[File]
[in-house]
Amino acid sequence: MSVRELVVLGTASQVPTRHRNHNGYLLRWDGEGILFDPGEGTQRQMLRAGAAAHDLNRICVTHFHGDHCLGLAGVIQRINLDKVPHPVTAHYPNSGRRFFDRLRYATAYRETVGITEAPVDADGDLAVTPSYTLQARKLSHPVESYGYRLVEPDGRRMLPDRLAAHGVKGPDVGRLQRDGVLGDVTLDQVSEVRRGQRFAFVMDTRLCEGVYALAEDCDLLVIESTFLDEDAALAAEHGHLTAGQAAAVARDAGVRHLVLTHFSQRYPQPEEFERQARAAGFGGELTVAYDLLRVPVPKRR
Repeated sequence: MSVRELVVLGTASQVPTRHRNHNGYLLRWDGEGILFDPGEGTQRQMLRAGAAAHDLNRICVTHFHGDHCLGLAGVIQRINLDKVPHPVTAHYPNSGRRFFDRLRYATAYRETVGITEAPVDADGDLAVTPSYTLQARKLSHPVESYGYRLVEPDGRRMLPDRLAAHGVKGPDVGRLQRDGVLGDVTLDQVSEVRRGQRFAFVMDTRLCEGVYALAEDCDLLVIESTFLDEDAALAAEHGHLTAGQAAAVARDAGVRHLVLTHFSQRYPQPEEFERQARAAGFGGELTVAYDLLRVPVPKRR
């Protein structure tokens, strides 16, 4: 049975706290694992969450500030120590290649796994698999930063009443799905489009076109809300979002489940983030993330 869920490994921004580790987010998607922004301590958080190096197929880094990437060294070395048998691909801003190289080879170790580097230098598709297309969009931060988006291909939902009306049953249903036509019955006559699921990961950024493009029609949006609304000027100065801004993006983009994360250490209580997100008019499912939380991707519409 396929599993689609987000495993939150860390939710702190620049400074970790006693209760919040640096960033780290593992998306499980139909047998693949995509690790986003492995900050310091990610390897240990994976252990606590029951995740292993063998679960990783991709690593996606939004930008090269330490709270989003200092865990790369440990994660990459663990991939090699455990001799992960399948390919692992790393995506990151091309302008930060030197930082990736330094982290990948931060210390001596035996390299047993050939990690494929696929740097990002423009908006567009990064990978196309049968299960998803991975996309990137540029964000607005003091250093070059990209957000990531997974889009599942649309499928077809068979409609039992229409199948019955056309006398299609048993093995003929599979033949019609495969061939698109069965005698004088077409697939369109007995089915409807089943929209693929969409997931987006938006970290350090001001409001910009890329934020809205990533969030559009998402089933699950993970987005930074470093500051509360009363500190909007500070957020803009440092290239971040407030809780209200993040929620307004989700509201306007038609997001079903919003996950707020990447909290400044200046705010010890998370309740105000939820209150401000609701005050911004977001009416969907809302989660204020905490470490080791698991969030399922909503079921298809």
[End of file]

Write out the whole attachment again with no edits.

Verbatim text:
[in-house]
Amino acid sequence: MSVRELVVLGTASQVPTRHRNHNGYLLRWDGEGILFDPGEGTQRQMLRAGAAAHDLNRICVTHFHGDHCLGLAGVIQRINLDKVPHPVTAHYPNSGRRFFDRLRYATAYRETVGITEAPVDADGDLAVTPSYTLQARKLSHPVESYGYRLVEPDGRRMLPDRLAAHGVKGPDVGRLQRDGVLGDVTLDQVSEVRRGQRFAFVMDTRLCEGVYALAEDCDLLVIESTFLDEDAALAAEHGHLTAGQAAAVARDAGVRHLVLTHFSQRYPQPEEFERQARAAGFGGELTVAYDLLRVPVPKRR
Repeated sequence: MSVRELVVLGTASQVPTRHRNHNGYLLRWDGEGILFDPGEGTQRQMLRAGAAAHDLNRICVTHFHGDHCLGLAGVIQRINLDKVPHPVTAHYPNSGRRFFDRLRYATAYRETVGITEAPVDADGDLAVTPSYTLQARKLSHPVESYGYRLVEPDGRRMLPDRLAAHGVKGPDVGRLQRDGVLGDVTLDQVSEVRRGQRFAFVMDTRLCEGVYALAEDCDLLVIESTFLDEDAALAAEHGHLTAGQAAAVARDAGVRHLVLTHFSQRYPQPEEFERQARAAGFGGELTVAYDLLRVPVPKRR
């Protein structure tokens, strides 16, 4: 049975706290694992969450500030120590290649796994698999930063009443799905489009076109809300979002489940983030993330 869920490994921004580790987010998607922004301590958080190096197929880094990437060294070395048998691909801003190289080879170790580097230098598709297309969009931060988006291909939902009306049953249903036509019955006559699921990961950024493009029609949006609304000027100065801004993006983009994360250490209580997100008019499912939380991707519409 396929599993689609987000495993939150860390939710702190620049400074970790006693209760919040640096960033780290593992998306499980139909047998693949995509690790986003492995900050310091990610390897240990994976252990606590029951995740292993063998679960990783991709690593996606939004930008090269330490709270989003200092865990790369440990994660990459663990991939090699455990001799992960399948390919692992790393995506990151091309302008930060030197930082990736330094982290990948931060210390001596035996390299047993050939990690494929696929740097990002423009908006567009990064990978196309049968299960998803991975996309990137540029964000607005003091250093070059990209957000990531997974889009599942649309499928077809068979409609039992229409199948019955056309006398299609048993093995003929599979033949019609495969061939698109069965005698004088077409697939369109007995089915409807089943929209693929969409997931987006938006970290350090001001409001910009890329934020809205990533969030559009998402089933699950993970987005930074470093500051509360009363500190909007500070957020803009440092290239971040407030809780209200993040929620307004989700509201306007038609997001079903919003996950707020990447909290400044200046705010010890998370309740105000939820209150401000609701005050911004977001009416969907809302989660204020905490470490080791698991969030399922909503079921298809």